You may hear reference to natural 1500-year temperature cycles. Such natural temperature cycles are topics of past and continuing research, and represent changes to global SeaSaw cycles. These 1500-year cycles usually represent local warming and cooling: where there is a 1500-year cycle of warming in one part of Earth, there will usually be a 1500-year cycle of cooling elsewhere. These well-known 1500-year cycles do not represent global warming, but rather a very complicated energy redistribution on a global scale. Although some will refer to these 1500-year temperature cycles as global warming/cooling, they actually represent global energy redistribution: if the northern hemisphere warms, the southern hemisphere cools in response. See Richard Alley (2007), Annual Review of Earth Planetary Science, 2007. 35:241-272.

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Comments 1 to 15:

  1. Nice presentation. There are many possible examples but the sea-saw idea should be familiar to most people.

    I just have one minor concern and suggestion.

    The following statement at the end of the opening para under the Climate Science sub-heading could be misunderstood to mean that we need to wait until 2030 to see if the warming trend is continuing.

    "To estimate the magnitude of global warming typically requires looking at atmospheric temperature trends from one decade to the next."

    It may be clarified by ending it "... looking at temperature trends from one decade to the next, of by looking at the change of a 10 year moving average, or longer, as each new data point, typically each month, is obtained."

    The SkS Temperature Trend Calculator can be used to see how this works. The default "Moving Average" is 12 months. For any chosen Start and End Date the appearance of the red line for the 12 month moving average can be compared to the appearance of the 120 month (10 year) or longer moving average.

    There is no need to wait for the next decade to be completed to see what happened with the temperature trend.

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  2. Thanks for the suggestion. I updated the post to include your suggested revisions.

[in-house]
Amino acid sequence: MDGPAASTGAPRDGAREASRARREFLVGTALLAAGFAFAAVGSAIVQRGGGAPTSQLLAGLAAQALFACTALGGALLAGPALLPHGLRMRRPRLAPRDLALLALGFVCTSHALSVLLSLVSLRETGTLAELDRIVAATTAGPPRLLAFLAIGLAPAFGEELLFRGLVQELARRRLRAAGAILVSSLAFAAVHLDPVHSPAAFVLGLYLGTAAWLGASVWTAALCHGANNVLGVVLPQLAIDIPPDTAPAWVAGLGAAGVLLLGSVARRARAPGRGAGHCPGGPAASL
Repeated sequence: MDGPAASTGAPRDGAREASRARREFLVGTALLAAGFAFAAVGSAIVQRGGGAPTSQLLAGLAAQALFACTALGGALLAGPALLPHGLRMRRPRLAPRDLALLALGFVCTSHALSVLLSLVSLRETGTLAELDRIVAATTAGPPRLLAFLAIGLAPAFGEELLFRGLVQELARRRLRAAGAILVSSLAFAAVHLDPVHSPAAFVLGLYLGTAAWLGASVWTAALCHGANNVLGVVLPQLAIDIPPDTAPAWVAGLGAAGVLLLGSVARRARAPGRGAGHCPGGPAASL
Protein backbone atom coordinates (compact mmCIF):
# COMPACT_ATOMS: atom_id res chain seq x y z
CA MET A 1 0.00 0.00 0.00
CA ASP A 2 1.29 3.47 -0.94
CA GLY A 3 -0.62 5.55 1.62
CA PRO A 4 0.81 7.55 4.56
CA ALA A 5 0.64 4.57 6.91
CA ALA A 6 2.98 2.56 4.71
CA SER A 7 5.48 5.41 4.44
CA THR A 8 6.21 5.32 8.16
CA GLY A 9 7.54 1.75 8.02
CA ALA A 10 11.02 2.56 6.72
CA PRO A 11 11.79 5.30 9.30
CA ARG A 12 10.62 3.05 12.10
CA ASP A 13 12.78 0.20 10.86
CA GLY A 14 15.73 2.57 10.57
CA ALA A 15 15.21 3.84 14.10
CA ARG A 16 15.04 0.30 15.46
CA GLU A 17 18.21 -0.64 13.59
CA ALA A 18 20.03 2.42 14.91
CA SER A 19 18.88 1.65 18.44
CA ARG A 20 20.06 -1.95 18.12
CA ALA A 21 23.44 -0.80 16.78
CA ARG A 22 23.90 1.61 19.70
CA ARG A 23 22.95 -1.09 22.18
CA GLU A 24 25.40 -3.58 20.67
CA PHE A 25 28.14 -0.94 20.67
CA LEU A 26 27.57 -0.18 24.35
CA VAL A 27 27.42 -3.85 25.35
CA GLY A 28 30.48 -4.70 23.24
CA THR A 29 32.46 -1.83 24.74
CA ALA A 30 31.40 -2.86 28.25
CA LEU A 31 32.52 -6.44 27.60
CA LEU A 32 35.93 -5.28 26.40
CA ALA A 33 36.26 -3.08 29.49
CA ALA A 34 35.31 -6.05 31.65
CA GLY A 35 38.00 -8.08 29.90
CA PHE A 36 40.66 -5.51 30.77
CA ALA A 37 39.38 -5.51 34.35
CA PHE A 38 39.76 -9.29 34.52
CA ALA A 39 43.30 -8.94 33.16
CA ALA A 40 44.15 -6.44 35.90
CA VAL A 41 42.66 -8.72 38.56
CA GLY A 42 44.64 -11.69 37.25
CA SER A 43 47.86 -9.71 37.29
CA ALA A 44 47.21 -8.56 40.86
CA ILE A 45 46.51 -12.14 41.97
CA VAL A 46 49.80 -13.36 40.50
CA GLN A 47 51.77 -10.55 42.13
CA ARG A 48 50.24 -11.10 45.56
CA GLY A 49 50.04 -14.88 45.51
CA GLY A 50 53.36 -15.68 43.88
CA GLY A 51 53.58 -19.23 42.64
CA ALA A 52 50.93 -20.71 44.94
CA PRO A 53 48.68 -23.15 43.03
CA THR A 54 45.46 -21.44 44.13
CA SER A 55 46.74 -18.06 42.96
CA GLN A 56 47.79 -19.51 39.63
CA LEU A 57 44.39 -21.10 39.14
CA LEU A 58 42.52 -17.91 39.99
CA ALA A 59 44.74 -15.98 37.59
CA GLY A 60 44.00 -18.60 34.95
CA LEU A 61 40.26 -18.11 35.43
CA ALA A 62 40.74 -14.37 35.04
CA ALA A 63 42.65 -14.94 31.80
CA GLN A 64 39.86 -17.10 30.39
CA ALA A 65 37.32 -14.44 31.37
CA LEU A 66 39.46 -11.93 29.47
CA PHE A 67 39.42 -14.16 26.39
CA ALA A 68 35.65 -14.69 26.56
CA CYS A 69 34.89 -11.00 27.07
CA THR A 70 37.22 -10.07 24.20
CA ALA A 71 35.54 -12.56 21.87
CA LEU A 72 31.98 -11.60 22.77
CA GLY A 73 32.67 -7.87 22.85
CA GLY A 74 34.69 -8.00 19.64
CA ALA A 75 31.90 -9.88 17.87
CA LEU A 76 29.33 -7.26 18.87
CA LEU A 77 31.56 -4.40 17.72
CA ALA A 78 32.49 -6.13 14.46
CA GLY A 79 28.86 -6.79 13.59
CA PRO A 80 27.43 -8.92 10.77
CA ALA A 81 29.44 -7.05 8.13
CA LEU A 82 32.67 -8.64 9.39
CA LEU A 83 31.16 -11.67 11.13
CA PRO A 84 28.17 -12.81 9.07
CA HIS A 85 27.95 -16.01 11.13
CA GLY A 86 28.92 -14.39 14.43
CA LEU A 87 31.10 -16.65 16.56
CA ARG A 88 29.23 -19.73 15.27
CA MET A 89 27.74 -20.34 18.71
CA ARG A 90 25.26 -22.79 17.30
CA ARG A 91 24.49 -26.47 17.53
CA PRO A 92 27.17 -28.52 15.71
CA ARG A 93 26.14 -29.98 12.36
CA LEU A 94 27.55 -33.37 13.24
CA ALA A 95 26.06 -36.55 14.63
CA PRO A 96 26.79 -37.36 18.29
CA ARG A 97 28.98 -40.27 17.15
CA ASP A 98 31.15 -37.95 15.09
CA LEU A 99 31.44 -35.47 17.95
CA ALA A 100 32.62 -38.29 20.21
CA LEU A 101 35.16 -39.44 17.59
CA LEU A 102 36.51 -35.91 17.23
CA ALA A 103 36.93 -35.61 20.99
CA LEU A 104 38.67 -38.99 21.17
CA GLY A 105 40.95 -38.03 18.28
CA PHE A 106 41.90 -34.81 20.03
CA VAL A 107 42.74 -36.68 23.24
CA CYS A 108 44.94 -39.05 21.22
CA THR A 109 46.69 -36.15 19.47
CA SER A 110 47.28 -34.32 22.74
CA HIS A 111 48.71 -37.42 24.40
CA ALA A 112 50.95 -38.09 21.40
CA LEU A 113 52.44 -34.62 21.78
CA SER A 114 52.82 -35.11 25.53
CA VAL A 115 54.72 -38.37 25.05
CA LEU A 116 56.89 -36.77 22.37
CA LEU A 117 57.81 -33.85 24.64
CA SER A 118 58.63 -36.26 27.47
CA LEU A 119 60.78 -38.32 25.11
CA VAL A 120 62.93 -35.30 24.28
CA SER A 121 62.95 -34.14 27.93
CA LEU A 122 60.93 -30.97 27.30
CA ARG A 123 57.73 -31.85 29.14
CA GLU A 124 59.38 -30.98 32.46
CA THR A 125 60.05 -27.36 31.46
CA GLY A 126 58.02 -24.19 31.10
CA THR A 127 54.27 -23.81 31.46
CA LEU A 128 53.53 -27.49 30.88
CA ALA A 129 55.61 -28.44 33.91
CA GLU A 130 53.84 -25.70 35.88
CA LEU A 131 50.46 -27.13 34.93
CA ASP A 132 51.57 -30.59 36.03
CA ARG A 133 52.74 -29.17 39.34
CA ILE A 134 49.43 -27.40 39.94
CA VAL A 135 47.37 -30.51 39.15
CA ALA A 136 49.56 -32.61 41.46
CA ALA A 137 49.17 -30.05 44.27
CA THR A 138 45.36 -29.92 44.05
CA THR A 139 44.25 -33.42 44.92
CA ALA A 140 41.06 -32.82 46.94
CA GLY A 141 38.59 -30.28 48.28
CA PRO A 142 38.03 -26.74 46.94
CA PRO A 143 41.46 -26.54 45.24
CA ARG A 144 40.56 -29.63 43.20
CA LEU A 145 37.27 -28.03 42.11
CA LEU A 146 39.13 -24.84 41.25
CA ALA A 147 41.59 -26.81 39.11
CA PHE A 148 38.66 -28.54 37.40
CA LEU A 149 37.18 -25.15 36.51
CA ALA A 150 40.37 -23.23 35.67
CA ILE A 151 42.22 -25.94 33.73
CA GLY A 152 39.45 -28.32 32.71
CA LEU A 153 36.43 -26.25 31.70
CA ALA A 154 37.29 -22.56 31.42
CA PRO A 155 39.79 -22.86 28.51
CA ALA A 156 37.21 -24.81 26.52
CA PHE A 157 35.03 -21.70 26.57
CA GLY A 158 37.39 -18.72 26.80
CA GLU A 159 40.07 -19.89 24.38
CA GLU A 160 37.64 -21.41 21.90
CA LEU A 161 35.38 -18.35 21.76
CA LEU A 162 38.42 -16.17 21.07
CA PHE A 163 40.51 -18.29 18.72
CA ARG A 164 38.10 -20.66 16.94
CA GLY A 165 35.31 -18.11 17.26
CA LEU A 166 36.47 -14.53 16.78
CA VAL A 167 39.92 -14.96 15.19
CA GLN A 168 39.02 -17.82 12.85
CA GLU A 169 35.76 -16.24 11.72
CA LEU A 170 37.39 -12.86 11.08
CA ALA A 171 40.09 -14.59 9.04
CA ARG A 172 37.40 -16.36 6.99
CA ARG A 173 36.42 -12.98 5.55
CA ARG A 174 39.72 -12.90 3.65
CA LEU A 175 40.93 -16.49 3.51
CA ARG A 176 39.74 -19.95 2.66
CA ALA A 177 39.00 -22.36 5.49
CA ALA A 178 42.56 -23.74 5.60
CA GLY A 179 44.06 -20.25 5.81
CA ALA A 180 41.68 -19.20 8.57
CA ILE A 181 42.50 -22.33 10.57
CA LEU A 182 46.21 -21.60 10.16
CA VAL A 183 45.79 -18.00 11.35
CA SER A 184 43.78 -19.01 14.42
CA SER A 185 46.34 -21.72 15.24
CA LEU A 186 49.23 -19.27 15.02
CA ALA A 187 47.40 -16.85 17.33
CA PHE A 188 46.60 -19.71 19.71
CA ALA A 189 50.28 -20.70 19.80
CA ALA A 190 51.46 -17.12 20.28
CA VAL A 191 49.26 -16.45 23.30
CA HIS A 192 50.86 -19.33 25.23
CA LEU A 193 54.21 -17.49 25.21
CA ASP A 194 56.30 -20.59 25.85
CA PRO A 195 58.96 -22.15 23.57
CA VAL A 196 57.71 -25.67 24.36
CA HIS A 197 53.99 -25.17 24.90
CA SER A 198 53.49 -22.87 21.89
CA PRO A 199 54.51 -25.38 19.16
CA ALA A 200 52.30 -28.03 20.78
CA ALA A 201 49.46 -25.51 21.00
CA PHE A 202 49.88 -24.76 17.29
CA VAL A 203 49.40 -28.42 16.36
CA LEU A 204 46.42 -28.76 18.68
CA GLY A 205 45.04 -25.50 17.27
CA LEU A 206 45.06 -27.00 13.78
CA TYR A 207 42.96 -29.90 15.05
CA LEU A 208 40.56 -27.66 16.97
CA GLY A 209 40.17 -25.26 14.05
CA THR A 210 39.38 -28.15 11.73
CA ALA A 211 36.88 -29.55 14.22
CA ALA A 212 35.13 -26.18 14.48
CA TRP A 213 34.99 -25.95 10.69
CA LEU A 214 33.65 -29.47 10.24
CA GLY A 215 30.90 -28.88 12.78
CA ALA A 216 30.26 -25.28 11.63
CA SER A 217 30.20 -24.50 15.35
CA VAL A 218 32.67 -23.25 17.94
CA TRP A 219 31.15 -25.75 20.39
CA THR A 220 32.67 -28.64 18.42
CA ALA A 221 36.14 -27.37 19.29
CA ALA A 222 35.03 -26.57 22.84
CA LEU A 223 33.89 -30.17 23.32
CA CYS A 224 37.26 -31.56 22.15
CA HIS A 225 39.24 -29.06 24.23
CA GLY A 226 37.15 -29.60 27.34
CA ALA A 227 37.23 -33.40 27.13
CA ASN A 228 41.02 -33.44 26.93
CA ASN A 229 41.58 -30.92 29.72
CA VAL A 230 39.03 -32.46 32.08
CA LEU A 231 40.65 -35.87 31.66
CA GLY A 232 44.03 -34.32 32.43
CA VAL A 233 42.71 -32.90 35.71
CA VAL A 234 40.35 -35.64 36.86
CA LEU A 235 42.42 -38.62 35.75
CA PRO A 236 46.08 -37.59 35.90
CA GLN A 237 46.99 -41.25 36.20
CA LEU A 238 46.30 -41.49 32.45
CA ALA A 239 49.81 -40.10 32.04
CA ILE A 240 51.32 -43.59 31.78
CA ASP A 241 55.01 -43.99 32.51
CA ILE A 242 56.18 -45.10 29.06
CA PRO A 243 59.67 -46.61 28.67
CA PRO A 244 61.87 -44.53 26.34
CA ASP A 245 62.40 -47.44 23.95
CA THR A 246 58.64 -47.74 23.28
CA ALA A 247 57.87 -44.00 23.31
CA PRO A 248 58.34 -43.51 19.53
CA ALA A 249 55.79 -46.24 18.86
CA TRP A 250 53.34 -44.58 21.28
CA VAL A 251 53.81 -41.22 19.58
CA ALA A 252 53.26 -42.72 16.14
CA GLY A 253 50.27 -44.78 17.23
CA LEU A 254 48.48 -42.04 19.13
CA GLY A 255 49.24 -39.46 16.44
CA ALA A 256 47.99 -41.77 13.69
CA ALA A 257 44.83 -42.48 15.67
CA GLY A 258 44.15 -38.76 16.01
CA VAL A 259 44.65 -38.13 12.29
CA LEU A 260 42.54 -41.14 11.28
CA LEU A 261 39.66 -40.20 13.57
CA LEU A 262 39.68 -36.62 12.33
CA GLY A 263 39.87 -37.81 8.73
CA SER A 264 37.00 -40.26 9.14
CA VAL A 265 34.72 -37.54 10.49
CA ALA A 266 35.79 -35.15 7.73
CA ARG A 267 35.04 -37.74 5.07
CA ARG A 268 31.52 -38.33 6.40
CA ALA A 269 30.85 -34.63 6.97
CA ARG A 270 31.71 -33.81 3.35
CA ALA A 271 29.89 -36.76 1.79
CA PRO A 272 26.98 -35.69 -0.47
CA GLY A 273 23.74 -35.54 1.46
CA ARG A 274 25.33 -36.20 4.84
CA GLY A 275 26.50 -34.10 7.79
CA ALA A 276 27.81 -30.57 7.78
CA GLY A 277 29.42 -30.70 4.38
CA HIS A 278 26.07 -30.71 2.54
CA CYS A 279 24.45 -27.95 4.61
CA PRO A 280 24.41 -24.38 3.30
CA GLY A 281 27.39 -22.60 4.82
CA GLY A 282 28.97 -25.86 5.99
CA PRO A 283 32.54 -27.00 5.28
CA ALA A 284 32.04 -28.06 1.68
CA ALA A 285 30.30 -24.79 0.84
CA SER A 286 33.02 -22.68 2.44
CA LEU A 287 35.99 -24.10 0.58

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  3. Even a decade may not be enough. There needs to be sufficient time to see a trend appear over fluctuations with scientific significance (to reject the null hypothesis of no warming). That's on the order of 20-30 years given current trends.

    Unless you are accounting for cyclical and spike variations like the see-saw so well described above - ENSO, solar cycle, volcanic aerosols, etc. See Foster and Rahmstorf 2011 for an example of that. If you do, significance can be detected in perhaps 10-15 years, although that leaves open quibbling about how those variations were dealt with.

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  4. KR thanks for your comments. Because I am not a climate scientist, but I am a chemical engineer, my role is to understand what the experts are saying and then find ways to communicate that message effectively and accurately to non-technical people. One of my goals is to be as consistent as possible with the messaging I hear from the professionals, which you also appear to be.

    Whereas I agree technically with what you're saying, what I heard James Hansen say in 1988 is that the warming signal had emerged from the background noise, which was still present in the early 1970's. I hear you saying that James Hansen was able to make his statements because he knew how to remove from the temperature signal the effect of transients, such as ENSO, PDO, volcanoes, ect. I concede that point, but to the casual observer, what they hear is that the 80's were hotter than the 70's. What we commonly hear now is that since the 1970's each successive decade has been hotter than the previous decade. This is the message that I think resonates with people who are really trying to understand what's happening, and not just endlessly argue the points. Considering that  globally averaged atmospheric temperatures are increasing about 0.2C/decade, and that the effect of ENSO is to create a transient with a maximum of about 0.2C over a few years, 10 years seems like a suffiiently long time to provide a degree of technical rigour, yet short enough that people can grasp the immediacy of the problem. I can only assume that this is why we hear reports of the trends of decadal, average temperatures